5 min read

ReportingEngines' Formula One

Product Profile


Reliable software assures consistent, continuous operation regardless of expected and unexpected events. Business intelligence software should provide equivalent results assuming equivalent inputs. Business intelligence software should be available for use when required. For this profile, we highlight specific features of the product that contribute to reliability.

Because Formula One operates as embedded code hosted by an application server, it delegates reliability features found in enterprise reporting systems to the application server. Failover and restart along with load balancing are available if the application server hosting Formula One provides them.


Adaptable software supports unforeseen requirements. Users expect software to adapt to any required usage mode. Administrators expect software to adapt to any configuration requirement. Business Intelligence software must adapt to any and all business analytic and decision-making needs.

The programming-centric architecture of Formula One makes it adaptable to a wide range of reporting challenges. Clearly, many design challenges that are not supported out-of-the-box can be overcome with incremental coding. Yet, boundaries to the applicability Formula One are clear; embedded reporting is a good application for Formula One whereas enterprise production reporting is not. Based upon the lack of administration options, Formula One will work best when administrative requirements are simple and few.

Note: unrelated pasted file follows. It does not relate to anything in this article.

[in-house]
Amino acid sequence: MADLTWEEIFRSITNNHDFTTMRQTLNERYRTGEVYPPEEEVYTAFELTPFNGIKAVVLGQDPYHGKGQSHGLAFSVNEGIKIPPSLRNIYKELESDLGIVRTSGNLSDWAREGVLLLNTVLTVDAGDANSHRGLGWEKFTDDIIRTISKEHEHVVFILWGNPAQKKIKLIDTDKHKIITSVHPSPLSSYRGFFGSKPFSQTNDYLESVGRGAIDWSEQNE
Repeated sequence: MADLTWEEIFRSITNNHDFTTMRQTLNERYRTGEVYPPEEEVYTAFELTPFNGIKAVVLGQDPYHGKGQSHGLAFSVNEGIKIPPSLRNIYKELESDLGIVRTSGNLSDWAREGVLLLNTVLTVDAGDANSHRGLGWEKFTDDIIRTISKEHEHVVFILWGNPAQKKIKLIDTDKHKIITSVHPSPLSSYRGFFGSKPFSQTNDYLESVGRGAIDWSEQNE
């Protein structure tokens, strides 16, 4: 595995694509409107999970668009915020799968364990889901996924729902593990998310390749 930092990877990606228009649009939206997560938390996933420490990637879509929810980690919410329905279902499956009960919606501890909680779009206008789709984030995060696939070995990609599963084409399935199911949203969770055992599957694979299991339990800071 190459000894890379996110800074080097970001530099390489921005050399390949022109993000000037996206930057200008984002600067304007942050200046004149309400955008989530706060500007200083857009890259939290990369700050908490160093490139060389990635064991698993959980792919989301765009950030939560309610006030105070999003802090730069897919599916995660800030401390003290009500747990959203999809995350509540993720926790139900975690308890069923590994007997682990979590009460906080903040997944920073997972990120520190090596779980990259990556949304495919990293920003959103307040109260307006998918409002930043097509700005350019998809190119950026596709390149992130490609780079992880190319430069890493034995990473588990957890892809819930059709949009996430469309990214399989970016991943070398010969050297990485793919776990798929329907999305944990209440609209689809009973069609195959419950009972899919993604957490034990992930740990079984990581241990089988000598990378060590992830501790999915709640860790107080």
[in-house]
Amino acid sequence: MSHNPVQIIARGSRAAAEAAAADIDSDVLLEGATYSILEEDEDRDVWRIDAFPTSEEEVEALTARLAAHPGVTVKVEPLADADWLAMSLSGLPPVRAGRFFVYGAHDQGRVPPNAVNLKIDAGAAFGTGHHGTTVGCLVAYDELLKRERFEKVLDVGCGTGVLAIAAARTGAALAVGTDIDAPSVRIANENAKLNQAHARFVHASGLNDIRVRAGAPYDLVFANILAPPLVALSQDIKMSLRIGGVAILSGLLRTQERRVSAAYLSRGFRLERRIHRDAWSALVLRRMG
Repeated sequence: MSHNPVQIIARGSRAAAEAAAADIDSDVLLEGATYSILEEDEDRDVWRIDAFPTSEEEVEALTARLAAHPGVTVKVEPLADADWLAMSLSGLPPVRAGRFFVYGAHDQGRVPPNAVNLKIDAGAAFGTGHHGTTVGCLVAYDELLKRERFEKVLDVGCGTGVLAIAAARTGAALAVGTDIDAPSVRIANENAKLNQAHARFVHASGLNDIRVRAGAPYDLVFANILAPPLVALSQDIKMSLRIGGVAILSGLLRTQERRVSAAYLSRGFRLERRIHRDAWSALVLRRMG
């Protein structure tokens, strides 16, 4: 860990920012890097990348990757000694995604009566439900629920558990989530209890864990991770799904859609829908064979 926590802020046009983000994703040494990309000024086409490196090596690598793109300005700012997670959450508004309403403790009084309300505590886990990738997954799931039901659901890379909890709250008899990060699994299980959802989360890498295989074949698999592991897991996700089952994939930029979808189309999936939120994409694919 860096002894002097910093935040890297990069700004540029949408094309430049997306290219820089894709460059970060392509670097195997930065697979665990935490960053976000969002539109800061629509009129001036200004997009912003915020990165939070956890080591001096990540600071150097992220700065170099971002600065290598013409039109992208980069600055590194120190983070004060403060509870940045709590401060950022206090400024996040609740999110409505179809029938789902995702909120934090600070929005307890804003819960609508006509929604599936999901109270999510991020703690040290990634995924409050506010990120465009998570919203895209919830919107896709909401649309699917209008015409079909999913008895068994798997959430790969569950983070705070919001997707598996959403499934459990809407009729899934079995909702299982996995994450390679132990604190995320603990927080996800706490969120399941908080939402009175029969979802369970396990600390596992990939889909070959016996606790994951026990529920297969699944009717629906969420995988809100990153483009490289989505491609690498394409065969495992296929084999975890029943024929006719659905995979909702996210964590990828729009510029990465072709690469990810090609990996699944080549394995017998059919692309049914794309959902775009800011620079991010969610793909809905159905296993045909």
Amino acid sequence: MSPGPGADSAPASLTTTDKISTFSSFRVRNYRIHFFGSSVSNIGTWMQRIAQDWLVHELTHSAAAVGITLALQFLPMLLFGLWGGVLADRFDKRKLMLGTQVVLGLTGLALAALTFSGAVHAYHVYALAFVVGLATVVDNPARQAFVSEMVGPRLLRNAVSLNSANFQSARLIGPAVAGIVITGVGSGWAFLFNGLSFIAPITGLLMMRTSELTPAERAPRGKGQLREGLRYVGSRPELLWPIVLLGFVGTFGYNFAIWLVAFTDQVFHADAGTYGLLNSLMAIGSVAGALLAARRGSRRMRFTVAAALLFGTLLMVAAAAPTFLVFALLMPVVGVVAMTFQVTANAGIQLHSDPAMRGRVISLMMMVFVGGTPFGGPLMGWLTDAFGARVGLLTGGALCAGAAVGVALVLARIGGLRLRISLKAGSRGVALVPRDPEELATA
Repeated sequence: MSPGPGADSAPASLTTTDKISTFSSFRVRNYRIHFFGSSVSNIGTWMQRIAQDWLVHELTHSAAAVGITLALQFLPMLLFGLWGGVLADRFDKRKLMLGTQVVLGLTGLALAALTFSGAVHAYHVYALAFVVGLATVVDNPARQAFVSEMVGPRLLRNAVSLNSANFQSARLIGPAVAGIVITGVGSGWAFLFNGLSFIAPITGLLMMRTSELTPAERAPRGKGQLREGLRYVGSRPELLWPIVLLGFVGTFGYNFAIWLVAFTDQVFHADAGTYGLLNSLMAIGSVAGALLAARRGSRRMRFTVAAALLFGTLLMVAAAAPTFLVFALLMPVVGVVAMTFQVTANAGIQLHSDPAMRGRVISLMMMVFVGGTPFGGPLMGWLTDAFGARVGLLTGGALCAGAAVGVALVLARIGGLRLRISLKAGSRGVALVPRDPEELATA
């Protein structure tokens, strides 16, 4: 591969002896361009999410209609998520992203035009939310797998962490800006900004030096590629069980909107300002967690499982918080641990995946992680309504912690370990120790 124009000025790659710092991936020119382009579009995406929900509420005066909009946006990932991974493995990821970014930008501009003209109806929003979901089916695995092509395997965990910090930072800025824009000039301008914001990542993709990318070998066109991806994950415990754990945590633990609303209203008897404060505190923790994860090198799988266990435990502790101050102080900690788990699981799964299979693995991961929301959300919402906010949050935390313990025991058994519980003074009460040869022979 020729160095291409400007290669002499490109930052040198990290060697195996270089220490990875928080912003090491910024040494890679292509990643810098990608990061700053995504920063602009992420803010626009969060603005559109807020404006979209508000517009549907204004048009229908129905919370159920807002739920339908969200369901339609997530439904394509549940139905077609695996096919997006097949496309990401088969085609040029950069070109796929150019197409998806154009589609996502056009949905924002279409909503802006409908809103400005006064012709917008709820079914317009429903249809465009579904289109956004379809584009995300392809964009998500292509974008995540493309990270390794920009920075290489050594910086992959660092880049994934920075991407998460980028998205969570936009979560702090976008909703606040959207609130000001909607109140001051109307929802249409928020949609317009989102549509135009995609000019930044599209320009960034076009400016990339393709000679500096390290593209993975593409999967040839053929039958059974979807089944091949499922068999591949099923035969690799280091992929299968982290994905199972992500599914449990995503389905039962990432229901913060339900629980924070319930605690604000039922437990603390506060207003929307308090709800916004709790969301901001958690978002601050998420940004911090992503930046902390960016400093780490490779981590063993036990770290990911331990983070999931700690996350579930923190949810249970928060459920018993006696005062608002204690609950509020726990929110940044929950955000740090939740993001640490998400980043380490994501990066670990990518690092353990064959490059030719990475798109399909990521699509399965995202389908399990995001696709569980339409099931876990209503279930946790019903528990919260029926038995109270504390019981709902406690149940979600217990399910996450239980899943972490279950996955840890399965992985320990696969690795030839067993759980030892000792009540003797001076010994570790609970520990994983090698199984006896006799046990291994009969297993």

Formula One e.Spreadsheet engine has the unique capability to execute calculation tasks on a server that are defined within a spreadsheet. The implication is that end-users can use familiar tools to define computational tasks that can then be scheduled to execute automatically on a server. This usage paradigm can simplify collaboration between IT and line of business as they work to create useful business analysis.

Bottom line: Enterprise deployment features are missing from Formula One. Compensation through custom development and application server hosting can overcome some of these omissions. e.Spreadsheet can creatively solve collaboration challenges between IT and LOB.